The University of Maine at Presque Isle will celebrate the 223rd birthday of the signing of the U.S. Constitution with a unique "Living History" lecture delivered by UMPI political science lecturer Dr. Brent Andersen.
On Friday, September 17, from 10-11 a.m., students, faculty, staff and community members are invited to observe Constitution Day by gathering in the University's Campus Center for the special lecture, which is titled Alexander Hamilton Looks Back on the Drafting and Adoption of the Constitution.
Dr. Andersen will portray Alexander Hamilton, one of the principal architects of the U.S. Constitution. Dressed as Hamilton, Dr. Andersen will explain what happened at the 1787 convention in Philadelphia – where the Constitution was drafted – and at subsequent ratifying conferences in the 13 states that had declared their independence from Great Britain in 1776. While telling this story, Dr. Andersen will also seek to provide listeners with insights into Hamilton's own views on government, and how those views were shaped by his service during the Revolutionary War as an aide to General George Washington. After the prepared lecture, the audience will be invited to ask questions, which Dr. Andersen will answer as Hamilton.
Dr. Andersen had the idea for this special lecture after participating in a panel discussion on the Constitution during last year's Constitution Day celebration at UMPI.
"We focused on contemporary issues surrounding the First Amendment and it was very informative. I thought it would be useful this year to step back and take a broader look at the original document," Andersen said. "What we're really celebrating are the principles embodied in the Constitution – the idea that authority for government rests with its citizens and that those citizens have rights that cannot be infringed upon."
According to Andersen, the framers of the Constitution were grappling with the problem of how to set up a national government that would embody these principles, but at the same time wanting to give that government enough power to enforce laws and protect itself against designing foreign governments.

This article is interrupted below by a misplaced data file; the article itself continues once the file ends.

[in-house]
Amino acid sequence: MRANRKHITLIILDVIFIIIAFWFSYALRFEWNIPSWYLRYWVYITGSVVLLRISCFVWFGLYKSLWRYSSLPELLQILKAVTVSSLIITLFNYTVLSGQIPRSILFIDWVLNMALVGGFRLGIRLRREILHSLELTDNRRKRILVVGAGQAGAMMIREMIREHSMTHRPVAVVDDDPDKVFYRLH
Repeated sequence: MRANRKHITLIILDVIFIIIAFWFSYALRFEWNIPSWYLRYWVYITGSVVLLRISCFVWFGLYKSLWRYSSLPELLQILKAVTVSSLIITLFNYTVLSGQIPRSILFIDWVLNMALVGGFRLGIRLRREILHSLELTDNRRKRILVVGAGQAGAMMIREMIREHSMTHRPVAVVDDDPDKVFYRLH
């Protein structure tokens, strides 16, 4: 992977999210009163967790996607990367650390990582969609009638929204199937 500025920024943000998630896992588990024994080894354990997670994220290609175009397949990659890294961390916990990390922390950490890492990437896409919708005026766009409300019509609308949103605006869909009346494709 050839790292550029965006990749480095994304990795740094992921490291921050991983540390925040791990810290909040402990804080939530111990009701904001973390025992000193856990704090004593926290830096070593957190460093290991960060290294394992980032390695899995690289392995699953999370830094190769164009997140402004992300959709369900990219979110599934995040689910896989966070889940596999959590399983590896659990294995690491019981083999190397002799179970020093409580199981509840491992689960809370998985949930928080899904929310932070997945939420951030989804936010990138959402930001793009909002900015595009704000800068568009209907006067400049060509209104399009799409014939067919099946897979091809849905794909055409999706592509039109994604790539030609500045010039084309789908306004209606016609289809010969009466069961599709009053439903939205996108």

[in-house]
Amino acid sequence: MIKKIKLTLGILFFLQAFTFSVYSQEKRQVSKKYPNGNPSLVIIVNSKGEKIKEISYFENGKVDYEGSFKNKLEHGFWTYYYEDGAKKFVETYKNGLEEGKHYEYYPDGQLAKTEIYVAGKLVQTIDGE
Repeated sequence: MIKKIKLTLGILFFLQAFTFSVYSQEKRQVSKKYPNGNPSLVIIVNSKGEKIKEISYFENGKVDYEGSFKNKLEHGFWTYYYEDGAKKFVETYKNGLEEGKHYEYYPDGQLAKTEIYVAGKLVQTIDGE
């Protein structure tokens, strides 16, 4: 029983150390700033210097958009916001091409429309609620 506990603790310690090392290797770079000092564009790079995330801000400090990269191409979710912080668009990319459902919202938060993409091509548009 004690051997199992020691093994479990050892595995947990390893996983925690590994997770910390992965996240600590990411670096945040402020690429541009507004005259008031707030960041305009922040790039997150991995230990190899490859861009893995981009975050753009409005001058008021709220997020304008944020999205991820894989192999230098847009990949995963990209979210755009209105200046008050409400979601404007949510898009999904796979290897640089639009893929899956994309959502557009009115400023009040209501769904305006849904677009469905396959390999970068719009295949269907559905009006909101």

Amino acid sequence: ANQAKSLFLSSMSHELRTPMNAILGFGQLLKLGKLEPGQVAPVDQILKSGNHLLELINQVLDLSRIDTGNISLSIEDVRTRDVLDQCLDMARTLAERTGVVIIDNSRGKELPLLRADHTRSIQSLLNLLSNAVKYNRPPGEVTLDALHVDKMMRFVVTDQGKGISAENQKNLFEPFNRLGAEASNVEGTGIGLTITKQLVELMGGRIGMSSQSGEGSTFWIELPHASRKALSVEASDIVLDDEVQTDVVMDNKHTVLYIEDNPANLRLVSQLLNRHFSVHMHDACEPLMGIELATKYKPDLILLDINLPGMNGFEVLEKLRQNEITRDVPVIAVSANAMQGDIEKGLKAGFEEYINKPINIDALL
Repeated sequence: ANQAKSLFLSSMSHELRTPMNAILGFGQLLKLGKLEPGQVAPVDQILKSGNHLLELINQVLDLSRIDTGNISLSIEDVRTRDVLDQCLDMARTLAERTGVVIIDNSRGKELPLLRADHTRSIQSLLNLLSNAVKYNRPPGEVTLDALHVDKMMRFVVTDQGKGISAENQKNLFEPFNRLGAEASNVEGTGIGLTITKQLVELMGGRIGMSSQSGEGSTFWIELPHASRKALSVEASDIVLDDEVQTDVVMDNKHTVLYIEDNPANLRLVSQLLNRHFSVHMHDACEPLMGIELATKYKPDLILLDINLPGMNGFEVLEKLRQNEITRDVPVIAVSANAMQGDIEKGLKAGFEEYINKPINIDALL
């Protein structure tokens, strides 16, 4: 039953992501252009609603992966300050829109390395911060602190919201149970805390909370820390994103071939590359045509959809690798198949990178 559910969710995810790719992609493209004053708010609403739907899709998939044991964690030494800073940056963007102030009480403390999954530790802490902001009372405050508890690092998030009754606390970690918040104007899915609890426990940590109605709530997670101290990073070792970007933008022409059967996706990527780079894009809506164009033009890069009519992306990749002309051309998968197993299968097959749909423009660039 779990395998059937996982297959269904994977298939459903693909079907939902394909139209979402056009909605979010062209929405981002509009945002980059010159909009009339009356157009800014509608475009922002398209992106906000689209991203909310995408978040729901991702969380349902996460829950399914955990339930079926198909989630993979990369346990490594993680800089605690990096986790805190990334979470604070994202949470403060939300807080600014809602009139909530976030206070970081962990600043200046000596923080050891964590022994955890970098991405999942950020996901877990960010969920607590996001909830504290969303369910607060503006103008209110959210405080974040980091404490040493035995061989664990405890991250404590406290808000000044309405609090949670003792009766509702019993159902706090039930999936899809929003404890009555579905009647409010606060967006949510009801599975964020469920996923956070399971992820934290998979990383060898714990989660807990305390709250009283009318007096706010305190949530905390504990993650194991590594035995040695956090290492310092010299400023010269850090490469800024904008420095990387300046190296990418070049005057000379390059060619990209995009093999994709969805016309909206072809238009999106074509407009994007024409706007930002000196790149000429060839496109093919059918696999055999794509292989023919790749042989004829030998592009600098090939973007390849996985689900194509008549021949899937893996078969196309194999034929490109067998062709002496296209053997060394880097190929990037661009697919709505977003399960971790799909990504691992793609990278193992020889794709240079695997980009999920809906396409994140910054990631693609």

"I thought a lecture outlining the debates that shaped the document would help people understand the political logic behind the structure of our government, with its separate branches and written Bill of Rights. At the same time, I didn't want the lecture to be an 'eat your vegetables' occasion," he said. "I remember many years ago attending an event where an actor portrayed Benjamin Franklin reminiscing about his life and took questions from the audience. It was very informative and great fun at the same time. It struck me that taking a similar approach would make good sense for UMPI's Constitution Day celebration."
Dr. Andersen concedes that he has never attempted a living history lecture before, but he is excited to try it out.
"There's a certain amount of pressure there – dressing up as a founding father and answering questions about what George Washington was really like, so reading up on America's founding period is my summer homework assignment," he said.
Miniature versions of the U.S. Constitution will be distributed during the event.
Congress designated September 17 as Constitution Day – a national celebration of our country's founding document – to commemorate the Sept. 17, 1787 signing of the Constitution. In 2004, Congress passed a spending bill that included a provision requiring every school and college that receives federal money to teach about the Constitution on Sept. 17, with a grace period should that day fall on a weekend or conflict with established schedules.
To provide education to the entire campus community – including those who cannot attend the presentation – the University will install a display on the first floor of the Library featuring information about the Constitution. As well, anyone logging onto the university's homepage can click on the Constitution Day box, which will lead them to www.constitutioncenter.org/constitution. The site features an interactive version of the Constitution.
The Constitution Day lecture is a free event and the public is invited to attend. For more information, call 768-9452.